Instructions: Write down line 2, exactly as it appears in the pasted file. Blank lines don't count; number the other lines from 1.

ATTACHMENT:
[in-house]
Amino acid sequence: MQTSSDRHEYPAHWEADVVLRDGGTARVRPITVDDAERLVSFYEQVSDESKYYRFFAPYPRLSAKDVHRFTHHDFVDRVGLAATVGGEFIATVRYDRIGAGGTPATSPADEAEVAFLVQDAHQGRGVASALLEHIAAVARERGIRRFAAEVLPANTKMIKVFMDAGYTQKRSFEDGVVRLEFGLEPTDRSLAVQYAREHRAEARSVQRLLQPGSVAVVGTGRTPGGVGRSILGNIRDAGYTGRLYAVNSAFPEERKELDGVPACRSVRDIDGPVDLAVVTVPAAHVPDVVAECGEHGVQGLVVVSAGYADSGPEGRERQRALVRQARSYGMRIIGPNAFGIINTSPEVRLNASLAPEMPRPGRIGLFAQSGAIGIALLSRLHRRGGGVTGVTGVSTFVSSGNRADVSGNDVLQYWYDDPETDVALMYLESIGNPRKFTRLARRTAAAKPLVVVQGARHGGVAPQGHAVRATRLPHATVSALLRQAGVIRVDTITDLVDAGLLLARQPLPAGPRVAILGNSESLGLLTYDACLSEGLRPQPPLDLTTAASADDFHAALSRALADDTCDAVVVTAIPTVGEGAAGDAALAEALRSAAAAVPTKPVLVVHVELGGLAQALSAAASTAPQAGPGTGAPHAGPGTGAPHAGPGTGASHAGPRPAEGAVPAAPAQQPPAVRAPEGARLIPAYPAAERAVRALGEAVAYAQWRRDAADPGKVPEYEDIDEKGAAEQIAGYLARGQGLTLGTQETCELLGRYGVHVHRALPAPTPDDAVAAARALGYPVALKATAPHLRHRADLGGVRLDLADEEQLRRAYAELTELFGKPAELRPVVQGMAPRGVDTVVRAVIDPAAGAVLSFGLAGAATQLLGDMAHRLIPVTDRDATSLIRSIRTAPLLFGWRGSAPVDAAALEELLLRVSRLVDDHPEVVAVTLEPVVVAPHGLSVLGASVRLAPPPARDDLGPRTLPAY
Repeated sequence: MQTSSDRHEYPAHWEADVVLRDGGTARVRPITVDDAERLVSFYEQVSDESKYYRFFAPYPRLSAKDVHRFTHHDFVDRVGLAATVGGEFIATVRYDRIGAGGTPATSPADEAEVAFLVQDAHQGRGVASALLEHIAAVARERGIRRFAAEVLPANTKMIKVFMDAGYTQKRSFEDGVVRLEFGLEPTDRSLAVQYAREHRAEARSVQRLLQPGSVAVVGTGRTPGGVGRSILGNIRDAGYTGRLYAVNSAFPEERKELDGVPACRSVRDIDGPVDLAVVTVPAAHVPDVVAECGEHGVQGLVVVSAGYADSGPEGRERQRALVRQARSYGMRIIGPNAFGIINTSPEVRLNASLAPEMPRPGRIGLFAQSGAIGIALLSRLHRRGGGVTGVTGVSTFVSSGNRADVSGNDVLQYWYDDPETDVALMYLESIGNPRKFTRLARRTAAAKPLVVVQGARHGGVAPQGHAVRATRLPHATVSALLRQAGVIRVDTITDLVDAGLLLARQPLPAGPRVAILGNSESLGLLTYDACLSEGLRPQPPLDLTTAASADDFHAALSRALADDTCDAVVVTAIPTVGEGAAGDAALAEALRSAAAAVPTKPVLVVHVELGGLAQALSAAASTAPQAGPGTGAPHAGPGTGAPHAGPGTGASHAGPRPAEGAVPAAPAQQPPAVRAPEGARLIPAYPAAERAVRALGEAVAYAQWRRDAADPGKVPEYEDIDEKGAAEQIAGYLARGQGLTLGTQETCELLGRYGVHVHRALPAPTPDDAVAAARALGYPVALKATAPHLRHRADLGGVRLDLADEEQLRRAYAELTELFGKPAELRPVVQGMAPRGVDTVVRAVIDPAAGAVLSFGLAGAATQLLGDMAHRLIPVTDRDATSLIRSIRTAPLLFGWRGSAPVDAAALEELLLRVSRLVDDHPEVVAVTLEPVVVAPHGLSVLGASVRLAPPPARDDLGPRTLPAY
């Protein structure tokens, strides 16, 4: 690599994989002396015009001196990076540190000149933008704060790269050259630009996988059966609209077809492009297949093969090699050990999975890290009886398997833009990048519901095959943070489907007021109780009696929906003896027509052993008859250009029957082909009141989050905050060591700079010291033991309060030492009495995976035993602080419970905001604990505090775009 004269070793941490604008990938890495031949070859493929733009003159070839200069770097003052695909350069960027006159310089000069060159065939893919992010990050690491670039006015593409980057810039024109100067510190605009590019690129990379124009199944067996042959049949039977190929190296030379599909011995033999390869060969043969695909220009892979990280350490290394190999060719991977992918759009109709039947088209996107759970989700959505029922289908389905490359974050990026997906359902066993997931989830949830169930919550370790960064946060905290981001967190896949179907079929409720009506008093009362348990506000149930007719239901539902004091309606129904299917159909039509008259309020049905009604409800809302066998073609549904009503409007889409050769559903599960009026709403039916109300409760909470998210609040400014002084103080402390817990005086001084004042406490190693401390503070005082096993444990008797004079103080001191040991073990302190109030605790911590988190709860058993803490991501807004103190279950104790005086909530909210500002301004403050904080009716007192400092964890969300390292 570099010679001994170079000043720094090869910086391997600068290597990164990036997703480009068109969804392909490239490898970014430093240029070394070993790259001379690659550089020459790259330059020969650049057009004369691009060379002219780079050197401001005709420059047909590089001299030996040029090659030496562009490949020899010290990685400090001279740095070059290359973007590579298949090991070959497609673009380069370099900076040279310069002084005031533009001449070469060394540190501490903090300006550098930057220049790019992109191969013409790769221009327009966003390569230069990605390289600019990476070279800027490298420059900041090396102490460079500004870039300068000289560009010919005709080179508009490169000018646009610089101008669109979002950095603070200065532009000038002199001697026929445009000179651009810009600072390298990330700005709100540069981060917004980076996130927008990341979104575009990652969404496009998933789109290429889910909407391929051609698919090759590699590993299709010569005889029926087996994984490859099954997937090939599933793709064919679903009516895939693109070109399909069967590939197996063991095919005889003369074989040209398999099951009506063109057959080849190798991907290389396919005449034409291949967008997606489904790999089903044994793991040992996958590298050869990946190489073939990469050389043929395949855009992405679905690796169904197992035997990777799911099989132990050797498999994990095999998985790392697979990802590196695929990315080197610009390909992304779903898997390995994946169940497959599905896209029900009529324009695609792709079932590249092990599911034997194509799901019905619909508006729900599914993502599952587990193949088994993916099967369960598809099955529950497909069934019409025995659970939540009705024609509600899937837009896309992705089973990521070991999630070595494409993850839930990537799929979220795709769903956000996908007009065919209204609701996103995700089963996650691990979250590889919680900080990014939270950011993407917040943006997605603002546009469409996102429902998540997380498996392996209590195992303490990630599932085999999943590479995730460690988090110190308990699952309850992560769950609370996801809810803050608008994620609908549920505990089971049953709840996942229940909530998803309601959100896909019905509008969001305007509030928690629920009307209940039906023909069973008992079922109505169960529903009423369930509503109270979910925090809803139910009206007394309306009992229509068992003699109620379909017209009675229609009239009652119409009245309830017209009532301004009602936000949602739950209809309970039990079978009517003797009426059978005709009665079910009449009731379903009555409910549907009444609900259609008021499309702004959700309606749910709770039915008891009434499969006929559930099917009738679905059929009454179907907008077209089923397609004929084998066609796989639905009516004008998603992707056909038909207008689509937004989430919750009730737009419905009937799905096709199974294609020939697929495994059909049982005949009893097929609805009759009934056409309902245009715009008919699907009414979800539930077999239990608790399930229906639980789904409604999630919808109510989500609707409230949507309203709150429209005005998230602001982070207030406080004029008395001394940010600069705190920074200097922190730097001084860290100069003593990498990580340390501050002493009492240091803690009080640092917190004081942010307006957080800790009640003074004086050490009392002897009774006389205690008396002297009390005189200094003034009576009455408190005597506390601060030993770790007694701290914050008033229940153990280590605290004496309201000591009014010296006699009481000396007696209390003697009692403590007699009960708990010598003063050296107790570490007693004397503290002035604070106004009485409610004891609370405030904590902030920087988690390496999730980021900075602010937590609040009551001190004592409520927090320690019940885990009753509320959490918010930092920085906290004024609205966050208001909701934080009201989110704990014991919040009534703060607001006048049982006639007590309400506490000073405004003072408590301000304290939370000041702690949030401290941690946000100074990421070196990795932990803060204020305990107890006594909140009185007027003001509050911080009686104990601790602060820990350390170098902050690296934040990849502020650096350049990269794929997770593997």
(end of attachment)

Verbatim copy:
Amino acid sequence: MQTSSDRHEYPAHWEADVVLRDGGTARVRPITVDDAERLVSFYEQVSDESKYYRFFAPYPRLSAKDVHRFTHHDFVDRVGLAATVGGEFIATVRYDRIGAGGTPATSPADEAEVAFLVQDAHQGRGVASALLEHIAAVARERGIRRFAAEVLPANTKMIKVFMDAGYTQKRSFEDGVVRLEFGLEPTDRSLAVQYAREHRAEARSVQRLLQPGSVAVVGTGRTPGGVGRSILGNIRDAGYTGRLYAVNSAFPEERKELDGVPACRSVRDIDGPVDLAVVTVPAAHVPDVVAECGEHGVQGLVVVSAGYADSGPEGRERQRALVRQARSYGMRIIGPNAFGIINTSPEVRLNASLAPEMPRPGRIGLFAQSGAIGIALLSRLHRRGGGVTGVTGVSTFVSSGNRADVSGNDVLQYWYDDPETDVALMYLESIGNPRKFTRLARRTAAAKPLVVVQGARHGGVAPQGHAVRATRLPHATVSALLRQAGVIRVDTITDLVDAGLLLARQPLPAGPRVAILGNSESLGLLTYDACLSEGLRPQPPLDLTTAASADDFHAALSRALADDTCDAVVVTAIPTVGEGAAGDAALAEALRSAAAAVPTKPVLVVHVELGGLAQALSAAASTAPQAGPGTGAPHAGPGTGAPHAGPGTGASHAGPRPAEGAVPAAPAQQPPAVRAPEGARLIPAYPAAERAVRALGEAVAYAQWRRDAADPGKVPEYEDIDEKGAAEQIAGYLARGQGLTLGTQETCELLGRYGVHVHRALPAPTPDDAVAAARALGYPVALKATAPHLRHRADLGGVRLDLADEEQLRRAYAELTELFGKPAELRPVVQGMAPRGVDTVVRAVIDPAAGAVLSFGLAGAATQLLGDMAHRLIPVTDRDATSLIRSIRTAPLLFGWRGSAPVDAAALEELLLRVSRLVDDHPEVVAVTLEPVVVAPHGLSVLGASVRLAPPPARDDLGPRTLPAY